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These Norway Waterfalls will never let you want to leave the country!

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If you think there are only a few things in nature as fascinating as a waterfall. If you can’t pass a waterfall without stopping there for some time. If “Chasing waterfalls” is your motto. Then Norway is the country you have to visit. The country is famous for its fjords but its waterfalls are hardly lacking in magnificence. With more than 300 cascades, the country is a magnet for waterfall lovers, boasting some of the world’s tallest and scenic streams of gushing water. It is very hard to choose but here are some of the most breathtaking waterfalls to visit:

Vøringsfossen

Vøringsfossen
Source: https://norwaytravelguide.no/

This one is not just a waterfall. It is a national symbol of the country. Located near Eidfjord Vøringsfossen has been attracting many tourists to the area from the way back in the late 19th century. To witness the huge volumes of water from the Hardangervidda plateau drop to the valley of Måbødalen below is an impressive sight in natural and idyllic surroundings. Måbødalen is narrow and steep, and this beautiful valley stretches from Eidfjord through to Hardangervidda, where it is possible to see the waterfall from the bottom of the valley.

In spite of its remote looking location, the view is less than one mile on foot from the parking lot which is basically positioned at the side of the road. Because of the snowfall, the walking season is comparatively short here and mostly operates from around mid-May to mid-October. The hike involves crossing a suspension bridge while the waterfall sprays you at times.

Kjosfossen

Kjosfossen
Source: https://www.ontheluce.com/

If you decide to visit Norway, everyone will tell you to take a ride on the world famous Flam railways. The Flam train line, connecting Myrdal to Flam, is supposed to be one of the most scenic train routes in the whole world. And the most spectacular moment comes as the train reaches Kjosfossen waterfall. Even though its merely 225 meters high but the waterfall is wide as well as strong for much of the year. Talking about its power, you can imagine its strength by knowing this that a small hydropower station at Kjosfossen actually helps to run the Flåm railway.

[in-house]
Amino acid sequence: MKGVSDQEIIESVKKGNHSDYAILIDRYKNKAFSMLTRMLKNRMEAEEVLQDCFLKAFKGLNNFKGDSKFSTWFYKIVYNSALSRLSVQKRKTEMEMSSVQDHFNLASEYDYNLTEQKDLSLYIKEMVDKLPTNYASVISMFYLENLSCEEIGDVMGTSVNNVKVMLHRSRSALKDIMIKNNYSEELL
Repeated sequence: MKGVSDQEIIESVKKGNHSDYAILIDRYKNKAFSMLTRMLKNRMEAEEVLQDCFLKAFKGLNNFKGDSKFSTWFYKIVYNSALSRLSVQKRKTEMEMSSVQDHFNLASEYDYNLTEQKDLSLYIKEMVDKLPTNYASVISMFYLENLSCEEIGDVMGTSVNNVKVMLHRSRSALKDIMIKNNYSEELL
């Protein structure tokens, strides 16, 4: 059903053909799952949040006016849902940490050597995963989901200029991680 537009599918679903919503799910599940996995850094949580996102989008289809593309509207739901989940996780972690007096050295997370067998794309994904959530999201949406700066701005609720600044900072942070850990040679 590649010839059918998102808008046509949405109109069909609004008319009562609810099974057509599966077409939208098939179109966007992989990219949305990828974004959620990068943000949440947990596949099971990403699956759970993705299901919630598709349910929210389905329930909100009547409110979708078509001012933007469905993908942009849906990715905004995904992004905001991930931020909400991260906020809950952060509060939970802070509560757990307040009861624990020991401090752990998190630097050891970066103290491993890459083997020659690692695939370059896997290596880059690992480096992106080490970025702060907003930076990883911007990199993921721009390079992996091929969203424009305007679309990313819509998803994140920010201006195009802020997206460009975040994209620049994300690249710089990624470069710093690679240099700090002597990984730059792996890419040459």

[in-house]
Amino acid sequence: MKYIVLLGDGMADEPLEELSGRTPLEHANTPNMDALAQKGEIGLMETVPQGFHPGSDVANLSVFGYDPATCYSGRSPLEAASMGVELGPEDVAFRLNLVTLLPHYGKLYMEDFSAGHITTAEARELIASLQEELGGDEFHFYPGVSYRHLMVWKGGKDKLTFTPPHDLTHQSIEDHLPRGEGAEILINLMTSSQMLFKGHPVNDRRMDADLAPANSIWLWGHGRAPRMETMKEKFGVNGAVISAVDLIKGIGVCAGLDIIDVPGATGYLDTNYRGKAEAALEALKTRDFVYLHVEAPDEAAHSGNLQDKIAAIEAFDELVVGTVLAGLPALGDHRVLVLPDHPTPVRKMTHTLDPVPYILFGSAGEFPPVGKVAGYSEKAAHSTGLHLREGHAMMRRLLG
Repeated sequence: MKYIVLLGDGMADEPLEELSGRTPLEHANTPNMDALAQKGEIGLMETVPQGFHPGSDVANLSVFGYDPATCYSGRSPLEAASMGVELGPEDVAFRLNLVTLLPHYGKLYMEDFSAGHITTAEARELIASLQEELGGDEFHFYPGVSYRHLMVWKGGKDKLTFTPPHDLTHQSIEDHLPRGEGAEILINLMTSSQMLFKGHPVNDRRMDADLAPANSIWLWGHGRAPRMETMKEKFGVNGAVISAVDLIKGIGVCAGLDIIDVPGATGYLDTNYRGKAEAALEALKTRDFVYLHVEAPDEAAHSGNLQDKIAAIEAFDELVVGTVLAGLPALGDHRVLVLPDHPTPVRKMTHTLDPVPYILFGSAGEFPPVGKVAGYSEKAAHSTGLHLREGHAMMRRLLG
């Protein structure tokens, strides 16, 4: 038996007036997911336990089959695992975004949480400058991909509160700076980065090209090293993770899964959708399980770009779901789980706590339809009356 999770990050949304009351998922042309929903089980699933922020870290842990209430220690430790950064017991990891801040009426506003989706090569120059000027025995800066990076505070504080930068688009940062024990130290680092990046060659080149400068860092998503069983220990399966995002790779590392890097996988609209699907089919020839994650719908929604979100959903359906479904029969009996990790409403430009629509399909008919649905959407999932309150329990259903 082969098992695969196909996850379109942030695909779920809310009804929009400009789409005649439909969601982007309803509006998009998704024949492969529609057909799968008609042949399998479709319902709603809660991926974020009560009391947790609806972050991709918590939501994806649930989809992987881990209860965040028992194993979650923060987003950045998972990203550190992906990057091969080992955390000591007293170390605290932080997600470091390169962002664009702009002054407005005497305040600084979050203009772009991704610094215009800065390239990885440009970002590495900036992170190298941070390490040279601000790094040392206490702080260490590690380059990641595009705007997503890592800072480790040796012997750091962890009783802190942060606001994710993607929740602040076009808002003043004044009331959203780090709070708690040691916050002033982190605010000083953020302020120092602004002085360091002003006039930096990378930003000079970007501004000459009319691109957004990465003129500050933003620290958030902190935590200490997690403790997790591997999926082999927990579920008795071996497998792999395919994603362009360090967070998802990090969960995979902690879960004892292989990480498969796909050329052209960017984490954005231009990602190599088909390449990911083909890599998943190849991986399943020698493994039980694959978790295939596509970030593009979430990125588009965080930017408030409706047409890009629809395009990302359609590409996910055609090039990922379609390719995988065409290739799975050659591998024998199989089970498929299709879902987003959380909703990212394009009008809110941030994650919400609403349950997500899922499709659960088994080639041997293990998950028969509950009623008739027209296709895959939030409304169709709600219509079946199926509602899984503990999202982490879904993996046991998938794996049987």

The waterfall is extremely beautiful but there’s more in store for you. According to Scandinavian fokelore, it’s home to mythical creatures called the Huldra who lure men into the forests. You can see a Huldra dancing in the middle of the waterfall to a folk song with haunting music. This is brilliant strategy by Norway tourism which works every time as the people look in awe and the beautiful woman dances away.Girls, time to keep the boy close!

The Seven Sisters

The Seven Sisters
Source: https://norwaytravelguide.no/

Going by the name, you would have already guessed that this one is made up of seven waterfalls. Norway’s most famous cluster of waterfalls is located within the UNESCO-appointed Geirangerfjord. Its cascading waters resemble fine women’s hair. According to legend, all of the sisters are unmarried, and the waterfall on the other side of the fjord (called ‘The Suitor’) has made many unsuccessful marriage proposals. Not a suitor for the sisters sadly!